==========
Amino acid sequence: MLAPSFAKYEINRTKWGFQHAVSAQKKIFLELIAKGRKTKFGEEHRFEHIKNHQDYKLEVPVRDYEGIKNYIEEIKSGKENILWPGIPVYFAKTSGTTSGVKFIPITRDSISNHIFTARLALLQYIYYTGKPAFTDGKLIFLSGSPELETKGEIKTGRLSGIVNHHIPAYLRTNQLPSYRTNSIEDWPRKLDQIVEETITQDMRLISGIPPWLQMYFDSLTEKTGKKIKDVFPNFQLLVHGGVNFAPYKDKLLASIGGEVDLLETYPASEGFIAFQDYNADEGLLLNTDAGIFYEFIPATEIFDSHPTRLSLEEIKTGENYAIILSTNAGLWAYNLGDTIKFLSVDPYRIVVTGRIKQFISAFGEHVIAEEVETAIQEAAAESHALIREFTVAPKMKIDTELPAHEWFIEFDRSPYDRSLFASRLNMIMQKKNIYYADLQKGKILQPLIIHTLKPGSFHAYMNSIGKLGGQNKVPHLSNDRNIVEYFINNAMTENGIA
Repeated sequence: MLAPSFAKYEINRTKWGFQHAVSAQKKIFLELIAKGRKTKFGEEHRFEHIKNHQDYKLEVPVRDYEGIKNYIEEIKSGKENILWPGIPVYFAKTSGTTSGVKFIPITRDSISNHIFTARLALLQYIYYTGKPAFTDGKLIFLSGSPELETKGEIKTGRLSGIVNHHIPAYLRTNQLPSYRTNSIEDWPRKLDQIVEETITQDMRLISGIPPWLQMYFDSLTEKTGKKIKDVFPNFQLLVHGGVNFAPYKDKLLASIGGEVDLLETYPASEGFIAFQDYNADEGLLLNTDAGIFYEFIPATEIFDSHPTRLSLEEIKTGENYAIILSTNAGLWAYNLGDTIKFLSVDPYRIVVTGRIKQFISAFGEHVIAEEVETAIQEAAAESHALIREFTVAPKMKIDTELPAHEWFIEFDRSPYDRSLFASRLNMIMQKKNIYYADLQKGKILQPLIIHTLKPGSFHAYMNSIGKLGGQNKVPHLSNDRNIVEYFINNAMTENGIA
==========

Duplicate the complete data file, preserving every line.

Amino acid sequence: MLAPSFAKYEINRTKWGFQHAVSAQKKIFLELIAKGRKTKFGEEHRFEHIKNHQDYKLEVPVRDYEGIKNYIEEIKSGKENILWPGIPVYFAKTSGTTSGVKFIPITRDSISNHIFTARLALLQYIYYTGKPAFTDGKLIFLSGSPELETKGEIKTGRLSGIVNHHIPAYLRTNQLPSYRTNSIEDWPRKLDQIVEETITQDMRLISGIPPWLQMYFDSLTEKTGKKIKDVFPNFQLLVHGGVNFAPYKDKLLASIGGEVDLLETYPASEGFIAFQDYNADEGLLLNTDAGIFYEFIPATEIFDSHPTRLSLEEIKTGENYAIILSTNAGLWAYNLGDTIKFLSVDPYRIVVTGRIKQFISAFGEHVIAEEVETAIQEAAAESHALIREFTVAPKMKIDTELPAHEWFIEFDRSPYDRSLFASRLNMIMQKKNIYYADLQKGKILQPLIIHTLKPGSFHAYMNSIGKLGGQNKVPHLSNDRNIVEYFINNAMTENGIA
Repeated sequence: MLAPSFAKYEINRTKWGFQHAVSAQKKIFLELIAKGRKTKFGEEHRFEHIKNHQDYKLEVPVRDYEGIKNYIEEIKSGKENILWPGIPVYFAKTSGTTSGVKFIPITRDSISNHIFTARLALLQYIYYTGKPAFTDGKLIFLSGSPELETKGEIKTGRLSGIVNHHIPAYLRTNQLPSYRTNSIEDWPRKLDQIVEETITQDMRLISGIPPWLQMYFDSLTEKTGKKIKDVFPNFQLLVHGGVNFAPYKDKLLASIGGEVDLLETYPASEGFIAFQDYNADEGLLLNTDAGIFYEFIPATEIFDSHPTRLSLEEIKTGENYAIILSTNAGLWAYNLGDTIKFLSVDPYRIVVTGRIKQFISAFGEHVIAEEVETAIQEAAAESHALIREFTVAPKMKIDTELPAHEWFIEFDRSPYDRSLFASRLNMIMQKKNIYYADLQKGKILQPLIIHTLKPGSFHAYMNSIGKLGGQNKVPHLSNDRNIVEYFINNAMTENGIA